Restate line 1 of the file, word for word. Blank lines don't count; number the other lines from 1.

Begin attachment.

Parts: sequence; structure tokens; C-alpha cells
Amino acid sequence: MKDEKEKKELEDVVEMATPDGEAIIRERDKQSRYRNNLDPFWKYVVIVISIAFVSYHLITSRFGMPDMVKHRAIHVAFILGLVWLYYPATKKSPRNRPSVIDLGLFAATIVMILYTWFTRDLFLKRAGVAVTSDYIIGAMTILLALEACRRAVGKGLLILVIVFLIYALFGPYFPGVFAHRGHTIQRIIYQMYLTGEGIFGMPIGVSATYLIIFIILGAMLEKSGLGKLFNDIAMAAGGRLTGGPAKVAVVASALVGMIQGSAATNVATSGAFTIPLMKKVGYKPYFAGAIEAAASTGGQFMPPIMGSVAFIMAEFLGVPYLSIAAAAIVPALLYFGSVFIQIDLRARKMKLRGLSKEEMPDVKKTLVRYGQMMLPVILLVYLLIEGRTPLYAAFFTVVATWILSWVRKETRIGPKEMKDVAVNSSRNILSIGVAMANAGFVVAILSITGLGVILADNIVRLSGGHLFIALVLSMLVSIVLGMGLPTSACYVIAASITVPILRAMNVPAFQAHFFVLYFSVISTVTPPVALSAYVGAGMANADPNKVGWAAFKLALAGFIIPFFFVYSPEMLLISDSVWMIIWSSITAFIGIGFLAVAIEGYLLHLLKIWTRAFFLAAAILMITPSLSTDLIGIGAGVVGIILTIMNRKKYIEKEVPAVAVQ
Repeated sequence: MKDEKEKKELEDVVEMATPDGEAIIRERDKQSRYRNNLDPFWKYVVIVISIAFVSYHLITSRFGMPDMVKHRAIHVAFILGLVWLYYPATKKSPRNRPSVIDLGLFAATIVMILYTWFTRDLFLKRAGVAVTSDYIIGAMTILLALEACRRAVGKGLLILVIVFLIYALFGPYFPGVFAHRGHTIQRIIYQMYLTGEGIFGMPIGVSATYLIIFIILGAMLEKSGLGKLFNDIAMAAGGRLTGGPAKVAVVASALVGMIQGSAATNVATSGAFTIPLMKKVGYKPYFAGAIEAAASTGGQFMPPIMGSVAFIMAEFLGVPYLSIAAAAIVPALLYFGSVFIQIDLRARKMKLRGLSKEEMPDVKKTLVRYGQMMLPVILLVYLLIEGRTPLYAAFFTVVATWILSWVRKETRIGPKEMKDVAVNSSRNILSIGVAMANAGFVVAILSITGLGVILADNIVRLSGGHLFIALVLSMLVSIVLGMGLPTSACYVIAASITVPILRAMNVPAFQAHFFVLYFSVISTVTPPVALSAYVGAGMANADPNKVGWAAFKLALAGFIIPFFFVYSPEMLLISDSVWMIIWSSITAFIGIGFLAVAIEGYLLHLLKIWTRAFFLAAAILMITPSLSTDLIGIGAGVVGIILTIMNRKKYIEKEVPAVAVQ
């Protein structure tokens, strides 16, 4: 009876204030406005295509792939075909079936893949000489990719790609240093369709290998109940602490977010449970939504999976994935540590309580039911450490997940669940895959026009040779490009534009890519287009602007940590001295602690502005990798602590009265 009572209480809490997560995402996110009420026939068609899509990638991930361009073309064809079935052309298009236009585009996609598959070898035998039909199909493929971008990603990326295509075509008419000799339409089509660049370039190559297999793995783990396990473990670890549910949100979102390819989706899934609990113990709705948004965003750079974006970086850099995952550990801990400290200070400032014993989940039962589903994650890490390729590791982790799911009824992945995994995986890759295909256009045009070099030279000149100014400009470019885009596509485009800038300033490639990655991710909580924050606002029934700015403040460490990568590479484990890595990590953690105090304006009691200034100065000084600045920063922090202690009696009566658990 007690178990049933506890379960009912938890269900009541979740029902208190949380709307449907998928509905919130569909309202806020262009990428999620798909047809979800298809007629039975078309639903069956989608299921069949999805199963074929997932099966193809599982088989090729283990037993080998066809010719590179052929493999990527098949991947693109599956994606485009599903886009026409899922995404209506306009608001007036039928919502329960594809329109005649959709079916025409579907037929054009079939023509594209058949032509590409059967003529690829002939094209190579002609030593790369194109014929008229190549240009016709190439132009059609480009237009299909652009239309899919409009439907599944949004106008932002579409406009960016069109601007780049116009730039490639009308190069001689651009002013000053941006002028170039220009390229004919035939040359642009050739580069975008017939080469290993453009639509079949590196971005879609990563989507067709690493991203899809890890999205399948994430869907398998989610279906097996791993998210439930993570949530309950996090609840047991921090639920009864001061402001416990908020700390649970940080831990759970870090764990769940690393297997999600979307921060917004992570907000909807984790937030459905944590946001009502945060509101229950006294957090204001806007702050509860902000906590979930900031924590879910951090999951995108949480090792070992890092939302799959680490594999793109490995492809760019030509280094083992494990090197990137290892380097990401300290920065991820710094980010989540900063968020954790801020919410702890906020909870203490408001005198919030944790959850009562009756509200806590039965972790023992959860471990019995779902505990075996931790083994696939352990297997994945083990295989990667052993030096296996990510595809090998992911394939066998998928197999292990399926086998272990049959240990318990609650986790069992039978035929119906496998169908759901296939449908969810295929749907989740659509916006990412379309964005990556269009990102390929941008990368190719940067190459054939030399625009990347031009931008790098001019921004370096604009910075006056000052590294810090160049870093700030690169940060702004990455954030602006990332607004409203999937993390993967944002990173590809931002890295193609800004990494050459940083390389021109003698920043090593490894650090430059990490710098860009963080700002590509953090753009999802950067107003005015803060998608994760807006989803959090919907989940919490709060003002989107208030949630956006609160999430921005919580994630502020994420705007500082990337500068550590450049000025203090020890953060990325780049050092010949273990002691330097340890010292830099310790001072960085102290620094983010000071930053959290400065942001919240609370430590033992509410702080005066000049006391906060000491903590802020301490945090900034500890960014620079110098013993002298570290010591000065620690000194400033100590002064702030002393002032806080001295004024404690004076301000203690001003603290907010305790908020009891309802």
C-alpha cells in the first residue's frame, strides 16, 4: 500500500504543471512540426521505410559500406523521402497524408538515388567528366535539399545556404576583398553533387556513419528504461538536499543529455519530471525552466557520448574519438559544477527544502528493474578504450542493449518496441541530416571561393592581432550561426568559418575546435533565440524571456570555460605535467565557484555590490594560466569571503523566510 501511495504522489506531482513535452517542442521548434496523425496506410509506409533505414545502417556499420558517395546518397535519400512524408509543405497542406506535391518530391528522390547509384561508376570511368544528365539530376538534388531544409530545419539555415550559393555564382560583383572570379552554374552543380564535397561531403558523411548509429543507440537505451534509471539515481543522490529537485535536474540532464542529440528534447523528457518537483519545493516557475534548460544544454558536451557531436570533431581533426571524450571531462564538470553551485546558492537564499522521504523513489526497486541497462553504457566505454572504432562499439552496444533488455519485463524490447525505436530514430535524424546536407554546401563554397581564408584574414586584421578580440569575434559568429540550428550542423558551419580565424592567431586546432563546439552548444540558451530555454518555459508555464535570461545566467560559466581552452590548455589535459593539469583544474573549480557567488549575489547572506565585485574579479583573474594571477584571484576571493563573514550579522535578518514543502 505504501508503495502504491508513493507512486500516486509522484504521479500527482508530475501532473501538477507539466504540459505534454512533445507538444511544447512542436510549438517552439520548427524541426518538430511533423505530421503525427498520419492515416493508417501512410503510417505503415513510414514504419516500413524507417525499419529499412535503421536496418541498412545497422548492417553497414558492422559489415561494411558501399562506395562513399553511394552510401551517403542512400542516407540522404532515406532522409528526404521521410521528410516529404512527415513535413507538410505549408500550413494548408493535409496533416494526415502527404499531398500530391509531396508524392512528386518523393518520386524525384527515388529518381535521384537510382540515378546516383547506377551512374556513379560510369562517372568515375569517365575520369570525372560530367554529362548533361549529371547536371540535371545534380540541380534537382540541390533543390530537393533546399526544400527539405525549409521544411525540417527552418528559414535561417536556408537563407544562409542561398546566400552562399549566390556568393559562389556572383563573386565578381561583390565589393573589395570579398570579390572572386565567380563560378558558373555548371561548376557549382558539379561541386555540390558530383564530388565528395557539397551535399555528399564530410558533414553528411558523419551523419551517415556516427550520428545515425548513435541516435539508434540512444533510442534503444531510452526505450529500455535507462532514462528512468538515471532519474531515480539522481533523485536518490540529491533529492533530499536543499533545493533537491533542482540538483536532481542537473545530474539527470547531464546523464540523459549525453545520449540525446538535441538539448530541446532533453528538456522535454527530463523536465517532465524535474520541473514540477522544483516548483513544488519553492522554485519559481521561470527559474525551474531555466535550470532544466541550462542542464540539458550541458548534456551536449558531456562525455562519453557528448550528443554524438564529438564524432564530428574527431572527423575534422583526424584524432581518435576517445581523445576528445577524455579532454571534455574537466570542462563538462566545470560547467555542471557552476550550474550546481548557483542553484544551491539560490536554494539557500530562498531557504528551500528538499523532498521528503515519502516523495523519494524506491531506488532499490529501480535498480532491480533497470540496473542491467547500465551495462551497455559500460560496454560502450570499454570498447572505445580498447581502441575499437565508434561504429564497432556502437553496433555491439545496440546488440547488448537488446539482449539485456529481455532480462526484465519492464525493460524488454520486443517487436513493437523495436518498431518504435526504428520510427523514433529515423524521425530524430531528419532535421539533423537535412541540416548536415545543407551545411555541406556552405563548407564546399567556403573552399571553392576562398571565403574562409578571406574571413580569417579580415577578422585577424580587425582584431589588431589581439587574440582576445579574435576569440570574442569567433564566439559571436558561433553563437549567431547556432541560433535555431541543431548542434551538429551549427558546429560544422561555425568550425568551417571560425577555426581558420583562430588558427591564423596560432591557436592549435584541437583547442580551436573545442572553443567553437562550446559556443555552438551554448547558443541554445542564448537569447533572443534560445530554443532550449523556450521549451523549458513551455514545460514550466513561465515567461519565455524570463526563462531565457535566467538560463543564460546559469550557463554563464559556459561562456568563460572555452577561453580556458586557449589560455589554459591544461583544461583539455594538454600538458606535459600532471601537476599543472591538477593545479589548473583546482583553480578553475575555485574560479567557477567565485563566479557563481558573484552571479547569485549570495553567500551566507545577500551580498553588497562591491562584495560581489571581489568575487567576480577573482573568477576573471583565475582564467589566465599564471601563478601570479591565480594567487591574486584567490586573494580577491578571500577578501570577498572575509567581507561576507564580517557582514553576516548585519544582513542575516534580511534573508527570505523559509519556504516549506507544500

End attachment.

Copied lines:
Parts: sequence; structure tokens; C-alpha cells